Many (19) mentioned oil/energy depletion.
Many (17) mentioned equality as in political equality.
Many (17) mentioned labor/the people as the source of value.
Many (17) said that there was "a long list"/"where to start"/"too long a list" of problems to easily pick a one or a few.
Some (16) mentioned neo-liberalism/free trade/globalization.
Some (15) mentioned American values/founding fathers/the Constitution as the basis for their complaint.
A few (7) were redistributive socialists/levelers/radical egalitarians.
A few (5) were radical localists. There was some overlap with the above. This is much lower than one would find a comparable Tea Party gathering.
Only a handful (4) mentioned revolution as being necessary. That is a much lower percentage than one would find at say, a Tea Party rally.
Only a handful (3) were marxists. None of these were radical localists.
Now for some killer notes:
Not one mentioned amending the constitution.
Not one mentioned Barack Obama/The President. That's 0. None. Zero. Nil. Zip. 0 for 40 on left leaning activists in #OWS. He's invisible.
Only 2 mentioned working within the Democratic Party.
It was not, in real sense, a radical group of the left. In fact, the local folk festival will turn up more marxists and radicals and more revolutionary or localist radical sentiment.
It was moderately racially integrated, but less so than many corporate gatherings. There were no Asians participating while I was there. There were few latinos or people who preferred Spanish, though they did have a Spanish desk with a very helpful person there manning it. There were no South Asians. The African-American presence was under that of America as a whole, and certainly under New York City's demographics. It was about as white as the meetings inside Wall Street buildings around them, from my experience.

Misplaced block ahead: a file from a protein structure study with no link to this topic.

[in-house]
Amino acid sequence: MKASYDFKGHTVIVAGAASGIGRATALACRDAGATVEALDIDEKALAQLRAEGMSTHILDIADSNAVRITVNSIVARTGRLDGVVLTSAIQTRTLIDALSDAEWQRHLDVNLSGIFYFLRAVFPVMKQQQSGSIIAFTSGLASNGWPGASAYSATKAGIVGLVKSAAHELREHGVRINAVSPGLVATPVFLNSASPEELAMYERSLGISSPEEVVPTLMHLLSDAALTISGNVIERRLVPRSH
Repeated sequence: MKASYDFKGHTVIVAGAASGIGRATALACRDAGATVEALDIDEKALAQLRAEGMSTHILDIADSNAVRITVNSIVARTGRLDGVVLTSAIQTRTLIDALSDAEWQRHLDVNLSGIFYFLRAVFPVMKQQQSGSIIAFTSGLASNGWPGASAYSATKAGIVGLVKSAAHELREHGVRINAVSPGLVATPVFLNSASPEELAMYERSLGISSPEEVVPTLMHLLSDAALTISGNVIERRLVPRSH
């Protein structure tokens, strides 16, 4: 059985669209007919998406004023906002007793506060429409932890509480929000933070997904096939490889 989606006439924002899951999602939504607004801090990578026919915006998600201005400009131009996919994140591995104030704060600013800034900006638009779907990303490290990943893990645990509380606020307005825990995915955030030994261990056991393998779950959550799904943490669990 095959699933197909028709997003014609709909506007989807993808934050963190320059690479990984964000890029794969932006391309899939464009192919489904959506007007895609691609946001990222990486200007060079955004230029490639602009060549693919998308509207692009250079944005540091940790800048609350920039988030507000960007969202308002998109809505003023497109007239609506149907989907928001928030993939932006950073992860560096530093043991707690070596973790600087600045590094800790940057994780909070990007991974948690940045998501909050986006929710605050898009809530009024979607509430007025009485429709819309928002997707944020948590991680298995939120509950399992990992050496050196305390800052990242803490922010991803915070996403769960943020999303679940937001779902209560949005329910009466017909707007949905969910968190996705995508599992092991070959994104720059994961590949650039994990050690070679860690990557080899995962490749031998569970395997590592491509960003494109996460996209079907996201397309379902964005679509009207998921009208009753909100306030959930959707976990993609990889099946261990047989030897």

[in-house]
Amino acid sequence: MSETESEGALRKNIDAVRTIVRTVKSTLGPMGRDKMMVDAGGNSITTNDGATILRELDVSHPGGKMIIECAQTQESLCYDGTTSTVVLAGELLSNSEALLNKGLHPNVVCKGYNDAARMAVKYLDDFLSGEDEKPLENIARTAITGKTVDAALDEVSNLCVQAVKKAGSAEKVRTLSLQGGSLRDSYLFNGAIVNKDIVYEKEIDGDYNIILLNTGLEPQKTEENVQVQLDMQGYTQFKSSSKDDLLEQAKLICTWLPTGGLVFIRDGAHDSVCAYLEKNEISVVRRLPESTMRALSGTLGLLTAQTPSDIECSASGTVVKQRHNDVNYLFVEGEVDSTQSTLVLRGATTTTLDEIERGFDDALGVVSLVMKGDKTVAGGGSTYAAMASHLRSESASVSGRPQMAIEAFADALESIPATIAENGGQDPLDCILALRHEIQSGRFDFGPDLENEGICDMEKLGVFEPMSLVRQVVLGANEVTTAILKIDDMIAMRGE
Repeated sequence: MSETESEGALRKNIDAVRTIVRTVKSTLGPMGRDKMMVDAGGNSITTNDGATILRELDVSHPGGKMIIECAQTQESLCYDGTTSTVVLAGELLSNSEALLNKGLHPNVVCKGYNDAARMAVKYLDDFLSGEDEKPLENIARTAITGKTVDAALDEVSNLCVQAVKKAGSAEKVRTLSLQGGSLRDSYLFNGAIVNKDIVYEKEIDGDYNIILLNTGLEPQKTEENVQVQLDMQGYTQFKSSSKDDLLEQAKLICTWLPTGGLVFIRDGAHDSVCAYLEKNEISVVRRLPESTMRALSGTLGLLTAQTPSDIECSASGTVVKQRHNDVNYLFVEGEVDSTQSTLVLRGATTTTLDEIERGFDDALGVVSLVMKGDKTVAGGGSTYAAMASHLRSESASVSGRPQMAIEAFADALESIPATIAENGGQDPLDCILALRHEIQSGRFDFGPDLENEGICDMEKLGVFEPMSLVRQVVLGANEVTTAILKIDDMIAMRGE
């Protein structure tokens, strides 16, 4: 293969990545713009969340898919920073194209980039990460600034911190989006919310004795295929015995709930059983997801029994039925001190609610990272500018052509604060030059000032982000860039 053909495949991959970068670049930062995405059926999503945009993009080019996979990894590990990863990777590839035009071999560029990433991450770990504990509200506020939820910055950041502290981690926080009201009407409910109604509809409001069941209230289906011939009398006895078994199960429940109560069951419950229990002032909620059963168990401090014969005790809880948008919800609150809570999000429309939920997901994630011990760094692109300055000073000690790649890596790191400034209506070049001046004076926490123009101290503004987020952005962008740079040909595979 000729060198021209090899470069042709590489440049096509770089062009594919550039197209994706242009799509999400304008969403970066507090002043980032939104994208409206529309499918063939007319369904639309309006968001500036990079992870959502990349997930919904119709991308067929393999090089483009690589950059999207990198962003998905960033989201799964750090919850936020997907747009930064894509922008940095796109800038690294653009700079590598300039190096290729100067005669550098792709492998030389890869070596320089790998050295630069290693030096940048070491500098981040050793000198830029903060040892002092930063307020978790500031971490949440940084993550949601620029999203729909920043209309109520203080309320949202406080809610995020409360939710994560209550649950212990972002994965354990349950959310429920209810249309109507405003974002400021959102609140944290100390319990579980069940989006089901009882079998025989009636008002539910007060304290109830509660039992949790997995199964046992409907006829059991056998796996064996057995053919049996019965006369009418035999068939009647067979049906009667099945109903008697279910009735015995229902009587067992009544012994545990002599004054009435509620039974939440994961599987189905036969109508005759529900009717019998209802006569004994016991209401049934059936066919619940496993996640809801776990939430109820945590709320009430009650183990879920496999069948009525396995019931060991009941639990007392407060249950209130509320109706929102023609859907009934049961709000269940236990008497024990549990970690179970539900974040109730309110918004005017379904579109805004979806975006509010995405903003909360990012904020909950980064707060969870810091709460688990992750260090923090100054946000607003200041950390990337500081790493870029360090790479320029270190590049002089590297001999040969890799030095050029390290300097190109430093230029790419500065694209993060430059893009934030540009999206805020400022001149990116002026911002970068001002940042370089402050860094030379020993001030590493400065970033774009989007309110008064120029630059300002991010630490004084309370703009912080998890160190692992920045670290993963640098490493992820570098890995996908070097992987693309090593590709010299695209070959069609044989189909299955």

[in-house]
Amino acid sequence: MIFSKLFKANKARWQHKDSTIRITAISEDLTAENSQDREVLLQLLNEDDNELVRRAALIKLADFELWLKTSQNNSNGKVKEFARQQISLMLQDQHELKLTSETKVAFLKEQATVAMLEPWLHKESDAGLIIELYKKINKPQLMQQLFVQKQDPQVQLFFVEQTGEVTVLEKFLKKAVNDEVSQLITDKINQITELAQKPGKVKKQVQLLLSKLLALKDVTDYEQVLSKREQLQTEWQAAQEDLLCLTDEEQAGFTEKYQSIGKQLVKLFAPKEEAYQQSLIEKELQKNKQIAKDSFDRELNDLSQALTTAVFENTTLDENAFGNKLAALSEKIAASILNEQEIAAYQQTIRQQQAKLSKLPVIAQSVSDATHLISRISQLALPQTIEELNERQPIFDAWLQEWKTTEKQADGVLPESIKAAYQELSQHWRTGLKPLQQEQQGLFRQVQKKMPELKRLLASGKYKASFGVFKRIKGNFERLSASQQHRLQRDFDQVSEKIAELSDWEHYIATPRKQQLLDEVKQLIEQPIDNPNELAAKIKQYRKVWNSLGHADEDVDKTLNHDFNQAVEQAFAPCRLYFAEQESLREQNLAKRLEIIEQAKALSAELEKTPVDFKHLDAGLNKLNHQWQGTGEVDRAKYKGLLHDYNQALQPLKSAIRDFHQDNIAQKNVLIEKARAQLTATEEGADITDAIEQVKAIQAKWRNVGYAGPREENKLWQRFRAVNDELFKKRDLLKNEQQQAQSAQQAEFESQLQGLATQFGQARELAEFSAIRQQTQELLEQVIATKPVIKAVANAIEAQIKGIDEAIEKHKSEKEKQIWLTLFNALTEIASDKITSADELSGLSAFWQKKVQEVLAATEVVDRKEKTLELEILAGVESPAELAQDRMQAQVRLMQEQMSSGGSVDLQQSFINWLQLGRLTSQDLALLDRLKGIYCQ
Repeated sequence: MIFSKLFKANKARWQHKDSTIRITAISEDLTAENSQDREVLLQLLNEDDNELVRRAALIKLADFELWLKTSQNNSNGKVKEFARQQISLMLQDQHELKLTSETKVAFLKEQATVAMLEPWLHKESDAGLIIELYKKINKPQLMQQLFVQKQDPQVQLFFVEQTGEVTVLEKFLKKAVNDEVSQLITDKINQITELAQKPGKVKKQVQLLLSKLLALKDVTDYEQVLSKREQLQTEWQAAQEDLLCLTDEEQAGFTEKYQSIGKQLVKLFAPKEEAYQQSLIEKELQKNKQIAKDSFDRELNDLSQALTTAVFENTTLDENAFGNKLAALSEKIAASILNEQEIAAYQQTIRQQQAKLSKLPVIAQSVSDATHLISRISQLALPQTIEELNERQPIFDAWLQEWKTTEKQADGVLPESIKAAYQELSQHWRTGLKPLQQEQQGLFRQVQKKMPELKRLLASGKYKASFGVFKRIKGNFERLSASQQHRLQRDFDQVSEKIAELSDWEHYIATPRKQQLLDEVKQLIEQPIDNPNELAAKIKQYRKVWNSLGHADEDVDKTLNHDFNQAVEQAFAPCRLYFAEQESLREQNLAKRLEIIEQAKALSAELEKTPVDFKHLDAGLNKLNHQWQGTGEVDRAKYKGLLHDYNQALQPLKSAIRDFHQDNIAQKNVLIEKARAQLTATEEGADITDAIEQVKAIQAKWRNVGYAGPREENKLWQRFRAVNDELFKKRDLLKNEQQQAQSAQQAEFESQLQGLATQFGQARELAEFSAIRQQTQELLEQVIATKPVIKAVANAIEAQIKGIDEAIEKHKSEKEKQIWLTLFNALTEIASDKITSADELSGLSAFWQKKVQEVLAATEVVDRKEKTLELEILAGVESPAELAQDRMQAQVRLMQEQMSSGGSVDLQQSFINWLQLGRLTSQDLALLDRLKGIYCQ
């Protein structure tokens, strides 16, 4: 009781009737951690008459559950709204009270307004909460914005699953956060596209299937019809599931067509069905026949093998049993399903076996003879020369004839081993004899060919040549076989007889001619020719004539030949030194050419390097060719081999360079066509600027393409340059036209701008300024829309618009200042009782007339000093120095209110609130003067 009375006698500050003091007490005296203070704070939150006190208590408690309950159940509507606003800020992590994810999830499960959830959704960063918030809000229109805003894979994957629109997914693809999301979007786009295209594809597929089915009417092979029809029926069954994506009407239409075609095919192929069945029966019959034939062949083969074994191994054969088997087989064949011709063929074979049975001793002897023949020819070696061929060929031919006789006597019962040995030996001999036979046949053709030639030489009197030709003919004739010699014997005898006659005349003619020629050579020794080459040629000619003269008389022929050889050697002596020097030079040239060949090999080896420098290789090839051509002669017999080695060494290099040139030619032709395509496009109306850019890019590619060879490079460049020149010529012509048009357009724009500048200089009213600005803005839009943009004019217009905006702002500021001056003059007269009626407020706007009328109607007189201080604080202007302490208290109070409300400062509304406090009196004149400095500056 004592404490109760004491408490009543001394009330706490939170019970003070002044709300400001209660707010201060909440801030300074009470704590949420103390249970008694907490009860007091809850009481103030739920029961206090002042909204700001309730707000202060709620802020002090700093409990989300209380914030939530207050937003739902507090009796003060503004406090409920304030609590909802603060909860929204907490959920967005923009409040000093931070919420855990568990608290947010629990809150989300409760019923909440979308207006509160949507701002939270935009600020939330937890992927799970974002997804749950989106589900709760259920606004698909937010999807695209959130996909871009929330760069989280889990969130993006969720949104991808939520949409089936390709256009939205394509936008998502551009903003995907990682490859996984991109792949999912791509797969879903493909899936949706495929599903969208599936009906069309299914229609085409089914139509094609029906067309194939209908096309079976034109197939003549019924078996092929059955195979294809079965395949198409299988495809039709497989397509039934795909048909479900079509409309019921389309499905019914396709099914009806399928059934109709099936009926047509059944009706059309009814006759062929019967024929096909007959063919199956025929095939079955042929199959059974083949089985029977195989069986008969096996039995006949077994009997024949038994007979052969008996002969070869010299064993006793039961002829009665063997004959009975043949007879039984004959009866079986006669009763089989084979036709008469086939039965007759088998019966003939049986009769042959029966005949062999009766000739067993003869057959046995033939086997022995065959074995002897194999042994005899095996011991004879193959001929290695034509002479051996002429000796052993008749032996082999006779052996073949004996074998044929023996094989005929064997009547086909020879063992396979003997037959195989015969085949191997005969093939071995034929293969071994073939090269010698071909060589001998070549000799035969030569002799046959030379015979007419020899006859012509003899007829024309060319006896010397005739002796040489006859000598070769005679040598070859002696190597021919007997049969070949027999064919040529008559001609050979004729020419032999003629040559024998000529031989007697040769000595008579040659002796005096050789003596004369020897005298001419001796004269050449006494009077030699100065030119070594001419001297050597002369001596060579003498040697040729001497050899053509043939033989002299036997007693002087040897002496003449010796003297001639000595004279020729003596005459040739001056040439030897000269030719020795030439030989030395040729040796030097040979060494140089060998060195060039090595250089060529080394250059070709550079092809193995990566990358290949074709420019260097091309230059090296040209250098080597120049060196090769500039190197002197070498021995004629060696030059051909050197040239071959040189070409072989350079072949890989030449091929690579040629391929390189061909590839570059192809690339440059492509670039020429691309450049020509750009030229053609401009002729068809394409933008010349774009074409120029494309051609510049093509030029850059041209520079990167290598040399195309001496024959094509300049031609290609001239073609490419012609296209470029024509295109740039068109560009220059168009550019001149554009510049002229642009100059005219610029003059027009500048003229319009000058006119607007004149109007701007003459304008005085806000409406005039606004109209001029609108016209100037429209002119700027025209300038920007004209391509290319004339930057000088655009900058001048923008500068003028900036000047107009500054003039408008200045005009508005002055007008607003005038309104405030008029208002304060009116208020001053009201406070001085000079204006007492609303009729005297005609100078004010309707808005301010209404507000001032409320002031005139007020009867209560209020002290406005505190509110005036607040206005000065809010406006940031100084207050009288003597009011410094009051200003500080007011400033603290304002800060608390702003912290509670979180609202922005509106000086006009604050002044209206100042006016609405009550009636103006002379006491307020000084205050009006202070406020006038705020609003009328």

One important point I want to stress is that many, on the left and even more on the right, have described this group as "angry." It is not. I met exactly one angry person all day, and he was an Indigenous rights activist. I'm going to say that if you aren't bitter about how the government has treated the first peoples, you aren't an Indigenous rights activist, because it was the first land fraud, from which Wall Street's is only an echo. Other than that, the anger content was entirely on people covering the rally. Many people with microphones wanted these people to be angry.
In fact, on the scale of radicalization, I would say that all four of the legal aid observers/public defenders were more radicalized than almost all of the people I talked to at the rally. They were the only ones to use terms such as "fascism" or "police brutality" unprompted.
It is a disservice to this group to look at them as anything other than a very First Amendment assembly to petition their representatives for redress of grievances.
If you want to help, send donations of items to:
Re: Occupy Wall St
118A Fulton St. #208
NY NY 10038